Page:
Protestant and Jewish groups have joined to promote passage of key civil rights legislation -- without amendments backed by the Roman Catholic Church on the sensitive abortion issue.

"The urgency of restoring the rights of so many citizens leads us to call upon those who would use this legislation to reverse this nation's laws and policies regarding abortion . . . to respect plurality of beliefs and deal with these issues on their own merits -- not by attaching them to the Civil Rights Restoration Act," said Jane Hull Harvey of the United Methodist Church's Board of Church and Society in announcing the new initiative Wednesday.

The call for support for the long-stalled Civil Rights Restoration Act was made by a coalition of 16 religious groups, organized by the Religious Coalition for Abortion Rights.

At issue is legislation that seeks to overturn the 1984 Supreme Court decision, which sharply restricted the reach of federal antidiscrimination laws.

The court, in a decision involving alleged discrimination at Grove City College in Pennsylvania, ruled that only those programs at an institution that directly receive federal funds and not the entire institution are subject to antibias laws and remedies.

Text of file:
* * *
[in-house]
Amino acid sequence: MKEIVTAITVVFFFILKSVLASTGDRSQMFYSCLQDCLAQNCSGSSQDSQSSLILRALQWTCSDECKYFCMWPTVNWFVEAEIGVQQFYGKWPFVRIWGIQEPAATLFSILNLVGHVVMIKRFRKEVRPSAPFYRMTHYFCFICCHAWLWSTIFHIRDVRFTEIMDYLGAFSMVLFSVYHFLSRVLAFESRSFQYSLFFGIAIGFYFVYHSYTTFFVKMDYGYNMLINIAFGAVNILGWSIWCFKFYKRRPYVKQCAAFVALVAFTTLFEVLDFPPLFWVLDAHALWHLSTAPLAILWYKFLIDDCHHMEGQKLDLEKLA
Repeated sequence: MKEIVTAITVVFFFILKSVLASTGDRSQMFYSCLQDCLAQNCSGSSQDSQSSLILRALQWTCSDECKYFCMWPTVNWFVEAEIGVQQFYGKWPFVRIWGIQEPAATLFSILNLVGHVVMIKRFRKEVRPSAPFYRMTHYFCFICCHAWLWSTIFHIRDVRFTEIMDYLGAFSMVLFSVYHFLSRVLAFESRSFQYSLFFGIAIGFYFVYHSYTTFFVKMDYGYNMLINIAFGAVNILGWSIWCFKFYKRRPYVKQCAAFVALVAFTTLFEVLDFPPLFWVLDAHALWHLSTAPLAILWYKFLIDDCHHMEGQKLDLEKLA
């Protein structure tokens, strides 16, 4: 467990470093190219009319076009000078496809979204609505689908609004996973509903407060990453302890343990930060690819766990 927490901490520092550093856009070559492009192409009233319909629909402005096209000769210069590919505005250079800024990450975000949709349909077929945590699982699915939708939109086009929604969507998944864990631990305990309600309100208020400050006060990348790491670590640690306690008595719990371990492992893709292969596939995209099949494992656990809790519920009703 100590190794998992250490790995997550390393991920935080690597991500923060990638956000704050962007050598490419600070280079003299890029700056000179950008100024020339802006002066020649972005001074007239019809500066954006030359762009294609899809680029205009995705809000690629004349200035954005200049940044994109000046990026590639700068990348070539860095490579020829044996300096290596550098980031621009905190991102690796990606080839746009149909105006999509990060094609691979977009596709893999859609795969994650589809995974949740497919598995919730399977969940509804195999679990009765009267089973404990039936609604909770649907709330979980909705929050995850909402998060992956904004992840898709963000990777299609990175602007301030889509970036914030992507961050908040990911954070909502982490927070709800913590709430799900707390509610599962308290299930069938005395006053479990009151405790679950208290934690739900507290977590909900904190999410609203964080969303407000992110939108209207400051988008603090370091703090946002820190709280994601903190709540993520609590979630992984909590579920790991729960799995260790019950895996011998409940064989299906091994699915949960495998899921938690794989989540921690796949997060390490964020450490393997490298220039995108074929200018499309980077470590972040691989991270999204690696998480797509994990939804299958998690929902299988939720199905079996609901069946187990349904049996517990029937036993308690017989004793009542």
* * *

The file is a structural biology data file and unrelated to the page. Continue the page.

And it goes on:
Efforts to overturn the ruling by reestablishing institutionwide coverage of civil rights laws have been stymied for three years by efforts to add antiabortion language to the legislation.

"While this bill languishes in Congress, men and women who are entitled to the full protection of our civil rights statutes are thwarted in their efforts to find simple justice and our tax dollars continue to support institutions that discriminate," said Rabbi David Saperstein, director of the Religious Action Center of the Union of American Hebrew Congregations.

Opponents of the legislation, including the U.S. Catholic Conference, claim it would infringe on religious liberty by forcing church-related institutions to perform or pay for abortions against their will.